GENERAL ASSEMBLY OF NORTH CAROLINA
SESSION LAW 2011-329
SENATE BILL 241
AN ACT TO require that DWI sentencing be at level one if the offense OCCURS WITH A CHILD LESS THAN EIGHTEEN YEARS OF AGE, A PERSON WITH THE MENTAL DEVELOPMENT OF A CHILD LESS THAN EIGHTEEN YEARS OF AGE, OR A PERSON WITH A PHYSICAL DISABILITY PREVENTING UNAIDED EXIT FROM THE VEHICLE IN THE vehicle, and to amend the law regarding electronic recording of custodial interrogations.
The General Assembly of North Carolina enacts:
SECTION 1. G.S. 20‑179(c) reads as rewritten:
"(c) Determining Existence of Grossly Aggravating
Factors. – At the sentencing hearing, based upon the evidence presented at
trial and in the hearing, the judge, or the jury in superior court, must first
determine whether there are any grossly aggravating factors in the case.
Whether a prior conviction exists under subdivision (1) of this subsection, or
whether a conviction exists under subdivision (d)(5) of this section, shall be
matters to be determined by the judge, and not the jury, in district or
superior court. If the sentencing hearing is for a case remanded back to
district court from superior court, the judge shall determine whether the
defendant has been convicted of any offense that was not considered at the
initial sentencing hearing and impose the appropriate sentence under this section.
The judge must impose the Level One punishment under subsection (g) of this
section if it is determined that the grossly aggravating factor in subdivision
(4) of this subsection applies or two
or more of the other
grossly aggravating factors apply. If the judge does not find that the
aggravating factor at subdivision (4) of this subsection applies, The then
the judge must impose the Level Two punishment under subsection (h) of this
section if it is determined that only one of the other grossly aggravating
factors applies. The grossly aggravating factors are:
(1) A prior conviction for an offense involving impaired driving if:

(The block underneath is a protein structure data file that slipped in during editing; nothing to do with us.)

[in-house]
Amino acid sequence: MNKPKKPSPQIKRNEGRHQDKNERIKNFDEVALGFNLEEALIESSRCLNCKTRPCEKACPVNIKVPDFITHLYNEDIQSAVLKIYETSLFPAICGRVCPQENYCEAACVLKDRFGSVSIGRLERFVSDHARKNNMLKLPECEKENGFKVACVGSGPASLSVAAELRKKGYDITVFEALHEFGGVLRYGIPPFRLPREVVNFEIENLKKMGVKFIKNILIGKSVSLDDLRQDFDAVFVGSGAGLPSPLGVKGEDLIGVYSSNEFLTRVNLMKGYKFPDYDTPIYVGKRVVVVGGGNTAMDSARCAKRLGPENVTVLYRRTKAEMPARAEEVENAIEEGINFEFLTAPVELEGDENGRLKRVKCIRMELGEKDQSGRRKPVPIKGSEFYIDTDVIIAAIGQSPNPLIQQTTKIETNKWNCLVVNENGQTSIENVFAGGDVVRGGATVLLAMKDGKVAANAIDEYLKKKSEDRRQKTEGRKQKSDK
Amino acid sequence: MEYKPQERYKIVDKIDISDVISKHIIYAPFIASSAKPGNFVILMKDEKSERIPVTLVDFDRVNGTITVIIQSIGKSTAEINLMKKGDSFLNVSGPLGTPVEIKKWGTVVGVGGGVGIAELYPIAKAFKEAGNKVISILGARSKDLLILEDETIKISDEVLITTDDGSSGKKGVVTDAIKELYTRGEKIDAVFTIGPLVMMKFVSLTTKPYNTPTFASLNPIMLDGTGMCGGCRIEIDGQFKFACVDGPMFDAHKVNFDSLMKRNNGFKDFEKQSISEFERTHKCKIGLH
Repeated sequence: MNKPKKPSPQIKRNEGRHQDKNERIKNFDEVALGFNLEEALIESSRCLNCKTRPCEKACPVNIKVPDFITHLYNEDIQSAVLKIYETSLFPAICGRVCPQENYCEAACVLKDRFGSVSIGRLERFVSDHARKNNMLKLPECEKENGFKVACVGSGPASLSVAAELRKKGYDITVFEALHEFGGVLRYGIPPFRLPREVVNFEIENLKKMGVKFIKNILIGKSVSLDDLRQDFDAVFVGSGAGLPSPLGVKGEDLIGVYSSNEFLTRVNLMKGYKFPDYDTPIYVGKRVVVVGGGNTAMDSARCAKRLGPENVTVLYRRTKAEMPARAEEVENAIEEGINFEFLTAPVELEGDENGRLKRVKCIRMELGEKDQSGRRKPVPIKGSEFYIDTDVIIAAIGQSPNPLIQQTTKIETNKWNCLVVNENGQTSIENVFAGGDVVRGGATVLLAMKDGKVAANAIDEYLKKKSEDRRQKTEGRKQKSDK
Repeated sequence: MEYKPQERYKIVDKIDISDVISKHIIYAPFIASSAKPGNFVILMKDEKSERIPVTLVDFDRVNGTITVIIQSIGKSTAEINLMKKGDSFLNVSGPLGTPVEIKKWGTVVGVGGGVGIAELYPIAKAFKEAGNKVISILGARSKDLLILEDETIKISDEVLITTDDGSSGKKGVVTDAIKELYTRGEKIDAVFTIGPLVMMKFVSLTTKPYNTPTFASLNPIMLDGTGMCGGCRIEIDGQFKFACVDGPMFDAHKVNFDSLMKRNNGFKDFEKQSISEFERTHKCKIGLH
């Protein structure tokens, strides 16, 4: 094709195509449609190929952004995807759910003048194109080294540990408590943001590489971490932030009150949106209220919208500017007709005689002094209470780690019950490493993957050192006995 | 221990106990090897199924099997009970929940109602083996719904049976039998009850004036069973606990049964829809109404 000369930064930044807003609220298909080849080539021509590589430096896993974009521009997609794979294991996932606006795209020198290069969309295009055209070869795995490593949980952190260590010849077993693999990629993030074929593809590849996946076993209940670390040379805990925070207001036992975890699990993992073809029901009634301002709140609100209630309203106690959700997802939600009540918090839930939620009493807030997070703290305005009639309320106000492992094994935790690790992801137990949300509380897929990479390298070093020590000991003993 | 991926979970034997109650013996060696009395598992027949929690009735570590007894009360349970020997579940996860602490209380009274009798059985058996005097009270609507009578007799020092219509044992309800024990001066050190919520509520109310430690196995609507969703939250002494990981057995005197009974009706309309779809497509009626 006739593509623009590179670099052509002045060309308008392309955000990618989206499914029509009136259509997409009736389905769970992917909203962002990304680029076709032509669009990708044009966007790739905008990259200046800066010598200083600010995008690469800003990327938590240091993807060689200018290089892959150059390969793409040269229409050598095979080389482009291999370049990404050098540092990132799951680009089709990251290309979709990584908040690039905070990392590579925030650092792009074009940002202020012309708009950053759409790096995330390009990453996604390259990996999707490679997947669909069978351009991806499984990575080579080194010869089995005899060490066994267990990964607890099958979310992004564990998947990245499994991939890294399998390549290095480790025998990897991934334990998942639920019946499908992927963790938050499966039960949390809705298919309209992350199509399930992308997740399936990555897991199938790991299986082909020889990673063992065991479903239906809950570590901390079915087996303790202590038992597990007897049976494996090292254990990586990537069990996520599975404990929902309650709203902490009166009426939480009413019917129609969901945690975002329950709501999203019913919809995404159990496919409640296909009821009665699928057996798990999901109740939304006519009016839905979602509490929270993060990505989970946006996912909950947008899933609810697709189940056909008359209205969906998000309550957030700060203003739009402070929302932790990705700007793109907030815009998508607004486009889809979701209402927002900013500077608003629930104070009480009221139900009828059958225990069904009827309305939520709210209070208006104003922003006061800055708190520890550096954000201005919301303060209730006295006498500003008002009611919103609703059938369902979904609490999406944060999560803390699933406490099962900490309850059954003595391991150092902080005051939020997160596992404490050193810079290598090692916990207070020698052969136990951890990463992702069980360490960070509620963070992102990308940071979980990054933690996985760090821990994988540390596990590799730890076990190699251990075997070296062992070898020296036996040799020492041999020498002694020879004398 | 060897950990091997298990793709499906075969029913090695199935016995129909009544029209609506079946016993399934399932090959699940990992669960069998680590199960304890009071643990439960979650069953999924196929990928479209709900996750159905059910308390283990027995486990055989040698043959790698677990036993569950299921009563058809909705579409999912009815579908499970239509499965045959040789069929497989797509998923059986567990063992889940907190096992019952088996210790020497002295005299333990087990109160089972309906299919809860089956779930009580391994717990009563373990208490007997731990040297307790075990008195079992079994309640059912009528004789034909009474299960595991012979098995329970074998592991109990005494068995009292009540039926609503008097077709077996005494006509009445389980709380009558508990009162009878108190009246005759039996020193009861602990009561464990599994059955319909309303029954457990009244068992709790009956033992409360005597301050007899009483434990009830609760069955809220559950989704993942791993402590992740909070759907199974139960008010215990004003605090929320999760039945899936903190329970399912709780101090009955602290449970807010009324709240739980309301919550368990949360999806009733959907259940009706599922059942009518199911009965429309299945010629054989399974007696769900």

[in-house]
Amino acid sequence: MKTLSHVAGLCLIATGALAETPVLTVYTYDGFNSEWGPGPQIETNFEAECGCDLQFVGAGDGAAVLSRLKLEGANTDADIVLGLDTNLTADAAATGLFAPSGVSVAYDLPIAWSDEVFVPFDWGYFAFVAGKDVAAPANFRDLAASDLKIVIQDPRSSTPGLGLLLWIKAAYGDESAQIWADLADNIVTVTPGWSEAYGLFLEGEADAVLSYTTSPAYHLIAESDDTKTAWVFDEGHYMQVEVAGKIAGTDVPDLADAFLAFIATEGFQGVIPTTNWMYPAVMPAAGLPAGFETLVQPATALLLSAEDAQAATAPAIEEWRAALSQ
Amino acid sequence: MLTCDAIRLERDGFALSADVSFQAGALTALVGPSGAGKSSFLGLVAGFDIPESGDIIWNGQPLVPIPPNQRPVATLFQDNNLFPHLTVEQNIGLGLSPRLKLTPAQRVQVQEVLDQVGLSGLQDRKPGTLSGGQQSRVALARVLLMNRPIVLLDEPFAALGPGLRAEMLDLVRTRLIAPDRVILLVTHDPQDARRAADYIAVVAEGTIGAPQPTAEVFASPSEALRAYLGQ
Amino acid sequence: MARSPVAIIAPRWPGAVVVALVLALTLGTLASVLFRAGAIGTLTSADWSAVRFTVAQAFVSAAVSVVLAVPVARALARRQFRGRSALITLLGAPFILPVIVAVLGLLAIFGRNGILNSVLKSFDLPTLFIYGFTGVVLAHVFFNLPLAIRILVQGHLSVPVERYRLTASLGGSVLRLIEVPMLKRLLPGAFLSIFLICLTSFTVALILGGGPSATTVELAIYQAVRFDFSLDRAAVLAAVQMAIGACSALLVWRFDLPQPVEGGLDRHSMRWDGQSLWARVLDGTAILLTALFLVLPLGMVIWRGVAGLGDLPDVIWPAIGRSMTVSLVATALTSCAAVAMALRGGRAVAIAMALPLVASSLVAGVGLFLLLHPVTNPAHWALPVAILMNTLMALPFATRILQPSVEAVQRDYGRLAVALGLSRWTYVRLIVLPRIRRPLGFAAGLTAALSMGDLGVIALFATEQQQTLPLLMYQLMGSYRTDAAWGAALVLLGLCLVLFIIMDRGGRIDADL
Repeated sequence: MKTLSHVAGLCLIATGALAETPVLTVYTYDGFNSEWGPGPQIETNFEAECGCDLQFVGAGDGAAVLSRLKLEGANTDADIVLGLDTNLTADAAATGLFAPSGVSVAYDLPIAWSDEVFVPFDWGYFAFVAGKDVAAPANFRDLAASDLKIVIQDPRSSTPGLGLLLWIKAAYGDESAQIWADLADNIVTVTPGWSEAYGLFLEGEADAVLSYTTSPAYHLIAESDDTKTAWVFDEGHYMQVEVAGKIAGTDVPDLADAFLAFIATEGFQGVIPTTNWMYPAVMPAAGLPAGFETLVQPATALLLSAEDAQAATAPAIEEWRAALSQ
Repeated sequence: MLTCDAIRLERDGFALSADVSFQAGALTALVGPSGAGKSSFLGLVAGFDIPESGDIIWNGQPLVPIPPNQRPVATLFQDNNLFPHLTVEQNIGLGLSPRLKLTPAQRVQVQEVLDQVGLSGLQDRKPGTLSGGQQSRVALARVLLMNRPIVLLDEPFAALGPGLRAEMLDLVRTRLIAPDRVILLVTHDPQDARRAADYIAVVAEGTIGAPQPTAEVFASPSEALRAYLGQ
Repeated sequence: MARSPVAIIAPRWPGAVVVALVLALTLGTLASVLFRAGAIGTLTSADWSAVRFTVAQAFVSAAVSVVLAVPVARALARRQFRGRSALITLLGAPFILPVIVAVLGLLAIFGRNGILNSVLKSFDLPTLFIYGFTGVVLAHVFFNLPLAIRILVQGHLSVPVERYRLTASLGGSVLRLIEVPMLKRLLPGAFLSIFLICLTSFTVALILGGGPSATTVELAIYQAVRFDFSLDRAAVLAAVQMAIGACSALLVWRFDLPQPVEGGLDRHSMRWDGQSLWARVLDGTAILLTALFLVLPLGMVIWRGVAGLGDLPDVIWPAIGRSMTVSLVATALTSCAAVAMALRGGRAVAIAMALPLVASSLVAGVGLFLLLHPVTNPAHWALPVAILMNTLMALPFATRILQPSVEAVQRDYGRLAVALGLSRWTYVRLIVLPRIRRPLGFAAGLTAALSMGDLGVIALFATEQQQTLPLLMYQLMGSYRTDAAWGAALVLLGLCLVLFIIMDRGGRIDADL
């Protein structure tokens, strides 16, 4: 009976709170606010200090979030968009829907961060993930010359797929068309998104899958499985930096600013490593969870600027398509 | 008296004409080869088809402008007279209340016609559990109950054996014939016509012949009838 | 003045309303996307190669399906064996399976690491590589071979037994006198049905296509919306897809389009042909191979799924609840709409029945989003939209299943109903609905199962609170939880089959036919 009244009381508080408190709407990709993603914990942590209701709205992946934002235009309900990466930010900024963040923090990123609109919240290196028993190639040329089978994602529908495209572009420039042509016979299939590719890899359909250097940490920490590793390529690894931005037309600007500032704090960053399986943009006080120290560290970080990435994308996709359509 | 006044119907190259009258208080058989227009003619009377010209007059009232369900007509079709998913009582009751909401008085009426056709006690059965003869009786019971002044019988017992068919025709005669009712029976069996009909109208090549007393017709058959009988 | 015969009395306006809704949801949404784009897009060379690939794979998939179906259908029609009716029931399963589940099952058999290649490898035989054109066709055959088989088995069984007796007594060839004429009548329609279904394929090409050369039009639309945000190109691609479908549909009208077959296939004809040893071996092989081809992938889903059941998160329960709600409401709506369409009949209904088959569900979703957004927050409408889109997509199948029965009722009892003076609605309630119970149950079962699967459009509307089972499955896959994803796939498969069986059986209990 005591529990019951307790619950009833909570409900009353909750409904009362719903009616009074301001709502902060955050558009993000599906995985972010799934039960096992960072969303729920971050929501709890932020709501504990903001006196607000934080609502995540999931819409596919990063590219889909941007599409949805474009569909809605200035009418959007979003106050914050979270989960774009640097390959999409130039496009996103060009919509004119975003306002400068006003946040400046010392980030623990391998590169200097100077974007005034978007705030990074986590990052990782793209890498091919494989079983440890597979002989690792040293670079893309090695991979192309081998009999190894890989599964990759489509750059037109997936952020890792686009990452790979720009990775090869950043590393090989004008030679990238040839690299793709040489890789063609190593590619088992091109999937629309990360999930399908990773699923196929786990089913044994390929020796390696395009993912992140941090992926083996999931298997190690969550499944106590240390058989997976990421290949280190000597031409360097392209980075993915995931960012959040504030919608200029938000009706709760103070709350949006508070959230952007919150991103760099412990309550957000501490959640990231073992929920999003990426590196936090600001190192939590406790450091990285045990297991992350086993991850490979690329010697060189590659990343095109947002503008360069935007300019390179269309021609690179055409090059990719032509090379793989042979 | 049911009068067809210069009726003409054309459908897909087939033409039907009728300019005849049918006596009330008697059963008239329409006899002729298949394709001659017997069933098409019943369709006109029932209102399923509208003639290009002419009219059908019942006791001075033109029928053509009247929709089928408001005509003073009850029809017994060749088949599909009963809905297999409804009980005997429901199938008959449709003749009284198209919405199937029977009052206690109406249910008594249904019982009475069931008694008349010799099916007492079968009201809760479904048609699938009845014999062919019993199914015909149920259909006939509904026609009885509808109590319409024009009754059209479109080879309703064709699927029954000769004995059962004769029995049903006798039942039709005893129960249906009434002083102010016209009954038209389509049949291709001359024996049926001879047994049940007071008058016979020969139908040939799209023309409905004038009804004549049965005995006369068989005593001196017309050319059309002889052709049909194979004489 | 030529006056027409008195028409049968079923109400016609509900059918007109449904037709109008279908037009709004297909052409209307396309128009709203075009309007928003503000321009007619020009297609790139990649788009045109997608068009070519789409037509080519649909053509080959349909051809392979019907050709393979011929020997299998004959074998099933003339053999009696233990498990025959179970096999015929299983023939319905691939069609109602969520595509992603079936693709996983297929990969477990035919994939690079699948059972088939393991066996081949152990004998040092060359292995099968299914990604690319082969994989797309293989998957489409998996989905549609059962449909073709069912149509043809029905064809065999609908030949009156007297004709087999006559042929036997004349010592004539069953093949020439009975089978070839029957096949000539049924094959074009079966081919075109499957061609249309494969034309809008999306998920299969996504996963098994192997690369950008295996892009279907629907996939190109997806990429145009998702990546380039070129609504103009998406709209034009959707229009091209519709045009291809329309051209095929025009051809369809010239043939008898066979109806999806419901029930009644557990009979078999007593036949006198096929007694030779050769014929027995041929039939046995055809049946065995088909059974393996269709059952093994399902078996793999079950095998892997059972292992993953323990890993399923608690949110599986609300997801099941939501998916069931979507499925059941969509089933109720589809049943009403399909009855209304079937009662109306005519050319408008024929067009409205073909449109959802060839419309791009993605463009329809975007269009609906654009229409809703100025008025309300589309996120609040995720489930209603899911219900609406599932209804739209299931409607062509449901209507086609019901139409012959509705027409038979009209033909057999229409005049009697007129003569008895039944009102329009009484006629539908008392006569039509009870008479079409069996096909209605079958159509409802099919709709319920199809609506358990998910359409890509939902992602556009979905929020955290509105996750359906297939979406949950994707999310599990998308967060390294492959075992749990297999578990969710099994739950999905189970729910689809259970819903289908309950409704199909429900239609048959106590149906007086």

a. The conviction occurred within seven years before the date of the offense for which the defendant is being sentenced; or
b. The conviction occurs after the date of the offense for which the defendant is presently being sentenced, but prior to or contemporaneously with the present sentencing; or
c. The conviction occurred in district court; the case was appealed to superior court; the appeal has been withdrawn, or the case has been remanded back to district court; and a new sentencing hearing has not been held pursuant to G.S. 20‑38.7.
Each prior conviction is a separate grossly aggravating factor.
(2) Driving by the defendant at the time of the offense while his driver's license was revoked under G.S. 20‑28, and the revocation was an impaired driving revocation under G.S. 20‑28.2(a).
(3) Serious injury to another person caused by the defendant's impaired driving at the time of the offense.
(4) Driving by the defendant while (i) a child
under the age of
16 years18 years, (ii) a person with the mental
development of a child under the age of 18 years, or (iii) a person with a
physical disability preventing unaided exit from the vehicle was in the
vehicle at the time of the offense.
In imposing a Level One or Two punishment, the judge may consider the aggravating and mitigating factors in subsections (d) and (e) in determining the appropriate sentence. If there are no grossly aggravating factors in the case, the judge must weigh all aggravating and mitigating factors and impose punishment as required by subsection (f)."